Detroit Revitalization Projects Built on Tainted Land
DETROIT (AP) _ Virtually every project in a major riverfront redevelopment effort sits on land showing signs of toxic waste, and that could spell big problems in reviving Detroit’s crumbling downtown, a newspaper reported Monday.
As many as 10 projects were built on or are targeted for land possibly contaminated by toxic industrial wastes, The Detroit News reported.
The redevelopment area stretching east from downtown along the river includes apartment and condominium complexes, office buildings, stores, restaurants, parks and marinas.
The contaminants include lead, arsenic, cyanide, mercury, PCBs, cadmium, barium and chromium, legacies of nearly a century of industry along the Detroit River, environmental officials said.
If developers or landowners discover hazardous wastes, they are required by state law to notify the state Department of Natural Resources. And any contaminated soil is to be moved to a licensed landfill. But developers are not required to look for toxic chemicals.
Planners had hoped the major revitalization effort along the river would help the city rebound from a 20-year decline that sent businesses and residents fleeing to the suburbs.
Mayor Coleman Young said Monday he had seen no official word of any riverfront contamination. He accused the newspaper of making an effort to close down the riverfront, and said riverfront contamination was a nationwide problem facing every downtown built with an industrial base along water.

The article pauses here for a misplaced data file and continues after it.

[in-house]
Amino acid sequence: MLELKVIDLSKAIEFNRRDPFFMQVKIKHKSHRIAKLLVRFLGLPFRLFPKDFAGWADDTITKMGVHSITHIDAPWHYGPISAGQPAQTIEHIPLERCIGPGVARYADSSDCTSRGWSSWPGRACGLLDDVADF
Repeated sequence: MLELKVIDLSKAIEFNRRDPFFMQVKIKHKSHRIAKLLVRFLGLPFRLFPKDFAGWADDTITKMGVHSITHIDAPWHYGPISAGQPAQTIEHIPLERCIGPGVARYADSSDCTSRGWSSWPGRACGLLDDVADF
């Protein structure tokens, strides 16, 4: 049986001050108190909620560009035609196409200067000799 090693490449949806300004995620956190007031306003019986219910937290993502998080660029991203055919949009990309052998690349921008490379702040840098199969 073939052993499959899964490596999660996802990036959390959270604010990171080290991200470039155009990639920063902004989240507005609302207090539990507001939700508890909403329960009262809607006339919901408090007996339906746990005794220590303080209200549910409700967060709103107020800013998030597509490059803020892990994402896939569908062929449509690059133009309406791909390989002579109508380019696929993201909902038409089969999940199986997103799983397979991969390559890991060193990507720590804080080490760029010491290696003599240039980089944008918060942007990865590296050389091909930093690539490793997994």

Still, he acknowledged that findings of polluted land on the riverfront could spell disaster in Detroit.
″If taken literally, it will bring development, past and present, in the city of Detroit to a screeching halt,″ Young said.
Department of Natural Resources officials say the toxic chemicals most likely came from unregulated dumping decades ago by now-defunct industries and from the use of waste as fill.
While contaminated soil is supposed to be moved, workers at the $60 million Porterfield Wilson Marina Village were allowed to entomb a large pit containing lead at more than 66 times the federal safety level.
Environmental officials say the clay-lined plastic containment cell is safe and well-monitored for leaks.
At city-owned St. Aubin Marina, The News said, tests also revealed dangerously high levels of lead. But the tainted dirt was trucked to another development site and piled to form a hill.
The News said the city did not tell the state it was moving the toxic soil until the transfer was under way. The state then ordered the site covered with 6 inches of protective soil.